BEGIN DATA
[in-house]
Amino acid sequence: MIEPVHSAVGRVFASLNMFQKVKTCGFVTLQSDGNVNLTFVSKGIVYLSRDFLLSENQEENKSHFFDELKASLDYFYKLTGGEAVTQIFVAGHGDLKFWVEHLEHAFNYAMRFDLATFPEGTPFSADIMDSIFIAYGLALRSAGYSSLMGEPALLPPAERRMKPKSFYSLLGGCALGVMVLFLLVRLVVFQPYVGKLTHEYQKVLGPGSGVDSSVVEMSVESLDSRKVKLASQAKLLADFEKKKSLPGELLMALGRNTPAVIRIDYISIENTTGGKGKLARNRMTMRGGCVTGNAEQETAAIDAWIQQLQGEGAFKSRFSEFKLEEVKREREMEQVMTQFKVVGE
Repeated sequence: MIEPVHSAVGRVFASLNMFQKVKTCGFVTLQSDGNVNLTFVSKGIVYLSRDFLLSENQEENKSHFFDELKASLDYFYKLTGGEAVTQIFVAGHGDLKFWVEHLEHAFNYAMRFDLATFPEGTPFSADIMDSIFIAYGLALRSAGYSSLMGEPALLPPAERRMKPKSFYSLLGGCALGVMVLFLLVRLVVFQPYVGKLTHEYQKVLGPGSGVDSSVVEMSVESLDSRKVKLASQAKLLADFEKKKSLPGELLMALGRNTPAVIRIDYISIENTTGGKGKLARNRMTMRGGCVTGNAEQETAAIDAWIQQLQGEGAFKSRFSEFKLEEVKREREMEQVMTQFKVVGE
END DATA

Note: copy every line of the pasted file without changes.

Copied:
[in-house]
Amino acid sequence: MIEPVHSAVGRVFASLNMFQKVKTCGFVTLQSDGNVNLTFVSKGIVYLSRDFLLSENQEENKSHFFDELKASLDYFYKLTGGEAVTQIFVAGHGDLKFWVEHLEHAFNYAMRFDLATFPEGTPFSADIMDSIFIAYGLALRSAGYSSLMGEPALLPPAERRMKPKSFYSLLGGCALGVMVLFLLVRLVVFQPYVGKLTHEYQKVLGPGSGVDSSVVEMSVESLDSRKVKLASQAKLLADFEKKKSLPGELLMALGRNTPAVIRIDYISIENTTGGKGKLARNRMTMRGGCVTGNAEQETAAIDAWIQQLQGEGAFKSRFSEFKLEEVKREREMEQVMTQFKVVGE
Repeated sequence: MIEPVHSAVGRVFASLNMFQKVKTCGFVTLQSDGNVNLTFVSKGIVYLSRDFLLSENQEENKSHFFDELKASLDYFYKLTGGEAVTQIFVAGHGDLKFWVEHLEHAFNYAMRFDLATFPEGTPFSADIMDSIFIAYGLALRSAGYSSLMGEPALLPPAERRMKPKSFYSLLGGCALGVMVLFLLVRLVVFQPYVGKLTHEYQKVLGPGSGVDSSVVEMSVESLDSRKVKLASQAKLLADFEKKKSLPGELLMALGRNTPAVIRIDYISIENTTGGKGKLARNRMTMRGGCVTGNAEQETAAIDAWIQQLQGEGAFKSRFSEFKLEEVKREREMEQVMTQFKVVGE